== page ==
Posted: 23/12/2019

Ross & Ross eyes vegan market with new plant-based spice rubs

Ross & Ross, the brand well-known for its bacon and salmon homemade curing kits, is hoping to appeal to the growing number of vegans and flexitarians with a new range of plant-based products.

The new range consists of five veggie rub varieties: tandoori-style; umami; rich & smoky; hot chilli; and sweet & spicy. Each come in 50g jars with an RRP of £3.50. A veggie roast dinner kit has also been introduced with an RRP of £21 in the hope of catering to the vegan consumer at Christmas.

Co-founder Ross Bearman told FFD that the new lines were more about fulfilling demand than a cynical decision to capitalise on the vegan trend.

“We kept getting asked if our current ranges were vegan friendly,” said Bearman. “In short, yes they are. But they have got animals on the boxes and our products have always been intended for use on meat with our British Roasts and British BBQ ranges.”

Pitching them more towards flexitarians than committed vegans, Bearman added that even BBQ enthusiasts – which the Cotswold-based business initially cater to – are changing their attitude to vegetables.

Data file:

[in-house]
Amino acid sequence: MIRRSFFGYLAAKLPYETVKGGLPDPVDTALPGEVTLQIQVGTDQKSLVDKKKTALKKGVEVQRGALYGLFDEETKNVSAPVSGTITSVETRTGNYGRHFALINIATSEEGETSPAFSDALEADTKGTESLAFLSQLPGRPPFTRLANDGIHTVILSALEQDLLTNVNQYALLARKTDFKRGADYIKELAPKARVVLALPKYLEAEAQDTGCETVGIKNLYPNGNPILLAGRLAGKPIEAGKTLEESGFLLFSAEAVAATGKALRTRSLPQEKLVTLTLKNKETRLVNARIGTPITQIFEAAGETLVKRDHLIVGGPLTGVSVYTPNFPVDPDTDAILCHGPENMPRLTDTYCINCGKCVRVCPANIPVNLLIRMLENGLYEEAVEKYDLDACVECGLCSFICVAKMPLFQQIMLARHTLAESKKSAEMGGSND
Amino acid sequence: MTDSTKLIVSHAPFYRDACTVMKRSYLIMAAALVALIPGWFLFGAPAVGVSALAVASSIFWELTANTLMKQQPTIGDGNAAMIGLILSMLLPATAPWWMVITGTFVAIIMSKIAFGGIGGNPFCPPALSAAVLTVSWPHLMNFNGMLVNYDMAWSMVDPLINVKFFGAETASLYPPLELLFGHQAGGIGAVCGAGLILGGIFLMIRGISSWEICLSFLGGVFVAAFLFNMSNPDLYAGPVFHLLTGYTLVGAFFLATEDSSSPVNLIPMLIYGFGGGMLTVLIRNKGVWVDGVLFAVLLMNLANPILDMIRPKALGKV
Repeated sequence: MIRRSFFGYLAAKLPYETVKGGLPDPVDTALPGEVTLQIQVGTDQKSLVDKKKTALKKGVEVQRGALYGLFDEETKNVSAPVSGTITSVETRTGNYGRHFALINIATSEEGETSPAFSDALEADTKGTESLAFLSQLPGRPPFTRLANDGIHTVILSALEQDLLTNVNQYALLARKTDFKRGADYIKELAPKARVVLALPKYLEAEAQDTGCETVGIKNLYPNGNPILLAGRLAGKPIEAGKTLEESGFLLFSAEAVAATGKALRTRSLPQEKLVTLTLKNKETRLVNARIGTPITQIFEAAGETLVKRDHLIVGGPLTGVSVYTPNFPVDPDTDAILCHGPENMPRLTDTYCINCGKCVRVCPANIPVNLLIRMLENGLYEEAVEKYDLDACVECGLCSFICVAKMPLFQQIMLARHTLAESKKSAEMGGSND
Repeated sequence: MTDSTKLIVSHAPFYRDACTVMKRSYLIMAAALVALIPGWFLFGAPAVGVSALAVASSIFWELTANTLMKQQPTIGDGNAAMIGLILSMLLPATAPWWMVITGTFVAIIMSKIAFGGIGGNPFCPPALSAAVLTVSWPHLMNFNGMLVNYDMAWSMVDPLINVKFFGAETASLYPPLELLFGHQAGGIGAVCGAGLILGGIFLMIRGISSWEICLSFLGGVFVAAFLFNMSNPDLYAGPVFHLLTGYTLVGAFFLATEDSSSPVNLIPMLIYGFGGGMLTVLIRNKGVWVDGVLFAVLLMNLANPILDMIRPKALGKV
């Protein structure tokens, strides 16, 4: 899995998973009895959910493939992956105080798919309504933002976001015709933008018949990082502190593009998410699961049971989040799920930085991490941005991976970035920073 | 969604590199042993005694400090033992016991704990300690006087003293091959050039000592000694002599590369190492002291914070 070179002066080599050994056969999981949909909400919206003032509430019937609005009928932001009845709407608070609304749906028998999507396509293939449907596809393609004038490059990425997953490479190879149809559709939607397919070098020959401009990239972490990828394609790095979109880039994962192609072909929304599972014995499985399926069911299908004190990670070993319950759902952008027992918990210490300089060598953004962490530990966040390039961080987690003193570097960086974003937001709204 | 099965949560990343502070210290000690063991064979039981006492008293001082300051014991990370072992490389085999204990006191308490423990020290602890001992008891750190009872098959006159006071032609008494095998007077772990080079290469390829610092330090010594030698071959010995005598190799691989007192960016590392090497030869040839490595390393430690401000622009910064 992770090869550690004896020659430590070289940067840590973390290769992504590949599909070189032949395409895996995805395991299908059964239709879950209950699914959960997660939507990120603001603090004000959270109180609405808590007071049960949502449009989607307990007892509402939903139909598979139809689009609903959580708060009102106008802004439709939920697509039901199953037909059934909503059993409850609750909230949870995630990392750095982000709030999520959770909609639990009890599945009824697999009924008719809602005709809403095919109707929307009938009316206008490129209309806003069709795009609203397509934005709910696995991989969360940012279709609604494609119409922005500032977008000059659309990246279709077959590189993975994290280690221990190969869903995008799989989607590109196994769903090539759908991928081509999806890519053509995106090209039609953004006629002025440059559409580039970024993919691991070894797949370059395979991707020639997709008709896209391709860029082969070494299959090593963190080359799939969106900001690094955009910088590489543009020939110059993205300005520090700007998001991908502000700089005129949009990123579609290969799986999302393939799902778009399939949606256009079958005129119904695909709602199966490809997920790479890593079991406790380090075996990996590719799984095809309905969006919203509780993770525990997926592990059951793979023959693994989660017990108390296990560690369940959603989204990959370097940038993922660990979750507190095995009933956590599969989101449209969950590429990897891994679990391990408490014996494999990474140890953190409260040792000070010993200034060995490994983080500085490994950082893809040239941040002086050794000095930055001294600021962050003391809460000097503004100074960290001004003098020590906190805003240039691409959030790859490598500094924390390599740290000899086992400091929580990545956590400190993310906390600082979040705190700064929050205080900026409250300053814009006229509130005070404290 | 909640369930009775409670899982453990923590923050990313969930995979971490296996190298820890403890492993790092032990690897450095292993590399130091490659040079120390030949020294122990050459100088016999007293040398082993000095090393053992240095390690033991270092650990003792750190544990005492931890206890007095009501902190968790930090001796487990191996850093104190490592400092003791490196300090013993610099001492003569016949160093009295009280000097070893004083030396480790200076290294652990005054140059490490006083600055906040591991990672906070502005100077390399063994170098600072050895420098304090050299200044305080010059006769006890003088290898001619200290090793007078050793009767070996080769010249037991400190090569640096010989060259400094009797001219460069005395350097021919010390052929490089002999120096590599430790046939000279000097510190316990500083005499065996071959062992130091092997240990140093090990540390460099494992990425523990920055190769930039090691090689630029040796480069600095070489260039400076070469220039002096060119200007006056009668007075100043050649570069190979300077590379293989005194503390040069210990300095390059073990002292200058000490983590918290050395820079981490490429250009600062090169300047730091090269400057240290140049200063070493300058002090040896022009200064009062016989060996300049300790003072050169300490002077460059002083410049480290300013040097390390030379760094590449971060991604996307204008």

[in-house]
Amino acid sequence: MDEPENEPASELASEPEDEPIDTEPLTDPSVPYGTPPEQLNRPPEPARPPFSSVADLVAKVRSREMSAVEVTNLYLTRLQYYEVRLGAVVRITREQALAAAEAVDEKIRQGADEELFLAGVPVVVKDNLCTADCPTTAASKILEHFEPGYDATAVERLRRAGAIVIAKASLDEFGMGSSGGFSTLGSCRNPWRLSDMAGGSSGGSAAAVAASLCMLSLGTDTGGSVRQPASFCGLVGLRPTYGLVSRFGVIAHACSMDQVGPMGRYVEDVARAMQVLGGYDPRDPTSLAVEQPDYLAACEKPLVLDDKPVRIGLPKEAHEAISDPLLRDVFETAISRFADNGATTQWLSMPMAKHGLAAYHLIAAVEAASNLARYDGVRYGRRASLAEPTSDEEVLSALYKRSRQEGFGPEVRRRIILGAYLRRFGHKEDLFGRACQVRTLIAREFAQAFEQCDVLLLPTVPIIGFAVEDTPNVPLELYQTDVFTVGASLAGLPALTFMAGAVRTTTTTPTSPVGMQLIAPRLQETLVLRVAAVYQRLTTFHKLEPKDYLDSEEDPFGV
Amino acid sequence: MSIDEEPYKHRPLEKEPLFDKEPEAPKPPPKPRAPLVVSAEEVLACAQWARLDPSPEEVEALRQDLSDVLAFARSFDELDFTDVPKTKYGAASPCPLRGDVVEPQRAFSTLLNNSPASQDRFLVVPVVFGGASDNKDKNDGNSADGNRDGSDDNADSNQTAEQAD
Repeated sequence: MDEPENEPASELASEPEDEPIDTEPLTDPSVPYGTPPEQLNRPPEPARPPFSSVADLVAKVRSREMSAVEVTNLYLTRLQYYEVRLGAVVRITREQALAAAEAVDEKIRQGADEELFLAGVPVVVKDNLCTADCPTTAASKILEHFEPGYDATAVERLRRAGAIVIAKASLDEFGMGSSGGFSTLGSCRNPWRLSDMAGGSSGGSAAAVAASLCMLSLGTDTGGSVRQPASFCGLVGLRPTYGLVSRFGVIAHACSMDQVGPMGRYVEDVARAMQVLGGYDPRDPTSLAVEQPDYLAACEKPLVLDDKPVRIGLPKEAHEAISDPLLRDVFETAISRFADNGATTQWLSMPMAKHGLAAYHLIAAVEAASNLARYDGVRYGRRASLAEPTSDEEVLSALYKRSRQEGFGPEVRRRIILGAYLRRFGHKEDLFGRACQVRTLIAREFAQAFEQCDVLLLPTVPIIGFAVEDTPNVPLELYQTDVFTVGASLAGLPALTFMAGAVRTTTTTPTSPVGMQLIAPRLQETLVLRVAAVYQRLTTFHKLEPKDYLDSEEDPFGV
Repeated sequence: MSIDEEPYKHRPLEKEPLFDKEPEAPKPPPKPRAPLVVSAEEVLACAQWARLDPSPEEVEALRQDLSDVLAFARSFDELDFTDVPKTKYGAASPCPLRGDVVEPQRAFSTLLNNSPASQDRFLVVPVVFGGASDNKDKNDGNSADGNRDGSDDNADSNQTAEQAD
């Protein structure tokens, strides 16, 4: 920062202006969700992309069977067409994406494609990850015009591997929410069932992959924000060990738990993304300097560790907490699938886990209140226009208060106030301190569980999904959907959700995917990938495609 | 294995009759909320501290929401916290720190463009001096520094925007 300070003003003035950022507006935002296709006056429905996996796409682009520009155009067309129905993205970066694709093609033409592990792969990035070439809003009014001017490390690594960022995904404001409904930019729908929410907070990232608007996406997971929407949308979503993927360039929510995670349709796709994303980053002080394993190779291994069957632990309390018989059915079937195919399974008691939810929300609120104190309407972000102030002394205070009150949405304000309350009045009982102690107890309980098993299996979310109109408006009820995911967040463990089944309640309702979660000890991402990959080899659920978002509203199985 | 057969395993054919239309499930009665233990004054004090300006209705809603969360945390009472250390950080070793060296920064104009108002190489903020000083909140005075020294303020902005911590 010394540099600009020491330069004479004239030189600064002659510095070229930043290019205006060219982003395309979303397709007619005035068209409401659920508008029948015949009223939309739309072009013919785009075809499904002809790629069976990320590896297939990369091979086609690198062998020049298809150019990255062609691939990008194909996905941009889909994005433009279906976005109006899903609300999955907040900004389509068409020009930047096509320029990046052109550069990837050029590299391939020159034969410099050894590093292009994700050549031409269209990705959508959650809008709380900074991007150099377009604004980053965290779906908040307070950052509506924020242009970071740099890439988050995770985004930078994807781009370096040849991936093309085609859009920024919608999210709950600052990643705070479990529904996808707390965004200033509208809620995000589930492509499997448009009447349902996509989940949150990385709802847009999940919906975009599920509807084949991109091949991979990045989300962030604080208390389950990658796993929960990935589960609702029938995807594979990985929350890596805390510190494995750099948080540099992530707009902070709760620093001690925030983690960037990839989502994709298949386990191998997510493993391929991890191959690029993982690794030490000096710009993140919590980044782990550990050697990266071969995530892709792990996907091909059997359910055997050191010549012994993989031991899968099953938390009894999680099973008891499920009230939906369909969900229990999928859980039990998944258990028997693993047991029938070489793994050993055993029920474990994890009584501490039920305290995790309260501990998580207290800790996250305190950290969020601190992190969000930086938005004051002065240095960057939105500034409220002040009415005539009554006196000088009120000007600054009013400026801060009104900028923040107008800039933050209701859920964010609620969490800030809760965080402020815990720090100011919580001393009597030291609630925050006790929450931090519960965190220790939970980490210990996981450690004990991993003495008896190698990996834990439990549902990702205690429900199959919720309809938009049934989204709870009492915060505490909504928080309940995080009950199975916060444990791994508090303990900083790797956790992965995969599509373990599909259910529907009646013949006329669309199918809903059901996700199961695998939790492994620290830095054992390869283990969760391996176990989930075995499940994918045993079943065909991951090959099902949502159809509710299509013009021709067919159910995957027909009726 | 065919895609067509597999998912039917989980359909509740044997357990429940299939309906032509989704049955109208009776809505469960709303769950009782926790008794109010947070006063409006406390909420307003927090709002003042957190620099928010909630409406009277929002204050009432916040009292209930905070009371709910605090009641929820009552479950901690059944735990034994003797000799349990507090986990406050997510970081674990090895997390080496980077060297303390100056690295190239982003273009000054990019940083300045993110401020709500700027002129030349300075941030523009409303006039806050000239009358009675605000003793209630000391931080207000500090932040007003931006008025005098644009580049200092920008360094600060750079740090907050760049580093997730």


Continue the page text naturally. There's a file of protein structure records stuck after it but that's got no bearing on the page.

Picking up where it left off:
“We’ve seen a lot of change in the BBQ market,” he said. “Previously, anyone who mentioned a vegetable in those environments would be shut down. Now people are more open to it. And chargrilled seasonal veg from the BBQ can be very delicious.”

The new lines follow the news that Bearman and co-founder Ross Whitmill have decided to split the business. Whitmill will now manage the catering side with Bearman heading up products and gifts under Ross & Ross Gifts.

“We both wanted to do different things and see if we could do it differently,” said Bearman, adding that current stockists are unlikely to feel the effect of the change.

“The products stay the same, the branding stays the same, and the original emails are still running, although I do have a new email address,” he said. 

“Our plan is to run both sides of the business as two separate companies and see how it goes for a year but what we may need after that is a brand refresh.”

This story appeared in the December issue of Fine Food Digest. You can read more on the digital edition here.

Read more of the latest news from Fine Food Digest here

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